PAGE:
Merkel told talk show host Anne Will that it would “not be good news for Opel” if no one but the state was interested in helping the company, adding that the government would not make a better employer and urging the company to find investors. Her comments came after her Social Democratic (SPD) Labour Minister Olaf Scholz had said the state must take over the company in an emergency.
Merkel added that until the US government decided the future of Opel’s troubled parent company General Motors, “we can’t build a proper future for Opel Europe.“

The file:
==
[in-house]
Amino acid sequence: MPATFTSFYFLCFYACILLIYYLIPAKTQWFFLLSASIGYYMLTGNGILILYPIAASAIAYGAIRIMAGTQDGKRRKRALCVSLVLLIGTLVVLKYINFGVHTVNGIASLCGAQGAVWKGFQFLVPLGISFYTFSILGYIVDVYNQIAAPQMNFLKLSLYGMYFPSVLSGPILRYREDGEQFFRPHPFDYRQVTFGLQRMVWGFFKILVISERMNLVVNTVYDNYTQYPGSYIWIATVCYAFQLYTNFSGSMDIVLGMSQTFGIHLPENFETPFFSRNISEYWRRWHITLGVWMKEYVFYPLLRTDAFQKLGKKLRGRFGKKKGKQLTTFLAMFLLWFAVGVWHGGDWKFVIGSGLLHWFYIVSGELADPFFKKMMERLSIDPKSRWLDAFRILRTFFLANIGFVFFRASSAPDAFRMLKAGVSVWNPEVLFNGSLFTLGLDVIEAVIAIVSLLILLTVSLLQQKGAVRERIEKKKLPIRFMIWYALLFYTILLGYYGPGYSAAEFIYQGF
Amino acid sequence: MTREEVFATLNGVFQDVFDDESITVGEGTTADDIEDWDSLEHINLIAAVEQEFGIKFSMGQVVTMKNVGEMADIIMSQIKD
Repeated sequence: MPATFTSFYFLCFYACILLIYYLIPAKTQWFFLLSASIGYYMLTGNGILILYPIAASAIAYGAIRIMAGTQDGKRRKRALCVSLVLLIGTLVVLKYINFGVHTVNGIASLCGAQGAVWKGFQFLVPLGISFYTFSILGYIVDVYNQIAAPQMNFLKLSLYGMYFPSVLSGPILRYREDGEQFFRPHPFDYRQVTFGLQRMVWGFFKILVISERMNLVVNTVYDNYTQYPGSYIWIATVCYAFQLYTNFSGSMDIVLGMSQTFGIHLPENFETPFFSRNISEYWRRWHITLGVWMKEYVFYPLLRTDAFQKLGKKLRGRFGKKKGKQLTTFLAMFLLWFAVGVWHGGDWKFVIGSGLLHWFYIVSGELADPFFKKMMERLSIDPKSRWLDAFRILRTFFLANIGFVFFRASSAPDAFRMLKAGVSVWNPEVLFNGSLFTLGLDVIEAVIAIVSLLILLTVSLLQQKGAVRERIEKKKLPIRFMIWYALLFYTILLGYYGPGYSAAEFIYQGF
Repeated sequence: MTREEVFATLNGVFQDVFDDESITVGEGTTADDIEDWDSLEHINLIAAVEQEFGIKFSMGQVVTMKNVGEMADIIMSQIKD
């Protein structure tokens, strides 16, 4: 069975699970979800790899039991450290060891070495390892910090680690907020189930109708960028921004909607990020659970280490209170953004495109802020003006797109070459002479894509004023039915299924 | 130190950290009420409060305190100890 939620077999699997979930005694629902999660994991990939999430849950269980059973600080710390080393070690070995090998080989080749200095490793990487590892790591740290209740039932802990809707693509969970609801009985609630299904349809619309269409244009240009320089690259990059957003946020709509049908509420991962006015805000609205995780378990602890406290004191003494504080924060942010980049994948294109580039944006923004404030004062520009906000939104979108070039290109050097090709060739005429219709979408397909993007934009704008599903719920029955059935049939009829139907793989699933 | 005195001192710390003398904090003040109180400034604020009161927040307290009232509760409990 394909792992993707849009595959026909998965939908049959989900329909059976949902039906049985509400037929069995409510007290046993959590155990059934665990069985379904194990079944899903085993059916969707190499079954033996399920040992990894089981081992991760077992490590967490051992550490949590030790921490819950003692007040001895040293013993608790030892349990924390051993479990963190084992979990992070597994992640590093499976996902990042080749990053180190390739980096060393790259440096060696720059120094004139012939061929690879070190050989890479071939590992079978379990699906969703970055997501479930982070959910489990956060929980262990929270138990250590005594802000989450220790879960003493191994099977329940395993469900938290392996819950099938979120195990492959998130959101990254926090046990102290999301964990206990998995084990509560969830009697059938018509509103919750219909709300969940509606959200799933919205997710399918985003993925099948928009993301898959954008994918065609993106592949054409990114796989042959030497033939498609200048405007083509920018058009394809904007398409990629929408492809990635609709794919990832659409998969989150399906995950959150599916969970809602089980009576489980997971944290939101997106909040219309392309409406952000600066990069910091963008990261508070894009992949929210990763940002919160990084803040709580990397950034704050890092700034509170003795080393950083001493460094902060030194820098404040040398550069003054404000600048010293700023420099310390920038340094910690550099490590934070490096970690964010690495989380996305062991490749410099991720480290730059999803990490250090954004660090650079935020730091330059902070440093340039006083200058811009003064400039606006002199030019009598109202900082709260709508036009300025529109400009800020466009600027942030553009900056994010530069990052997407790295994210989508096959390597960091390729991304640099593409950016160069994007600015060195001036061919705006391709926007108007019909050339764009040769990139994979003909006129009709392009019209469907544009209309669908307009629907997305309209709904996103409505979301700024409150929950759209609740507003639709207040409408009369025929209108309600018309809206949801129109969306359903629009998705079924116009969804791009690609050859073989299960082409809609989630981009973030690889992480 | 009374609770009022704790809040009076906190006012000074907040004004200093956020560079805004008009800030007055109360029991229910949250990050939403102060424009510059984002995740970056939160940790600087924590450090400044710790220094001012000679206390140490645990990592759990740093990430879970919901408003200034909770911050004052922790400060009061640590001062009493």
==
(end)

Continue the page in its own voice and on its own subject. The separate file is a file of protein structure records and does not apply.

Meanwhile SPD party chairman Franz Müntefering told broadcaster ZDF that the coalition must decide whether it wants to argue about how it shouldn’t have to help or whether it wants to create terms to help the company. Müntefering emphasised the SPD’s willingness to help the company, saying that while state aid may not be necessary, lawmakers can’t rule out a transitional period for aid.
The German government is attempting to save the carmaker – a subsidiary of beleaguered US giant General Motors (GM) – but has resisted calls to offer billions in state aid. Opel employs some 26,000 people in Germany.
Berlin is wrestling with GM's request for €3.3 billion in government funds from Germany and other European countries where it has factories. Opel has presented a "restructuring plan" which received a cool reception from the German authorities.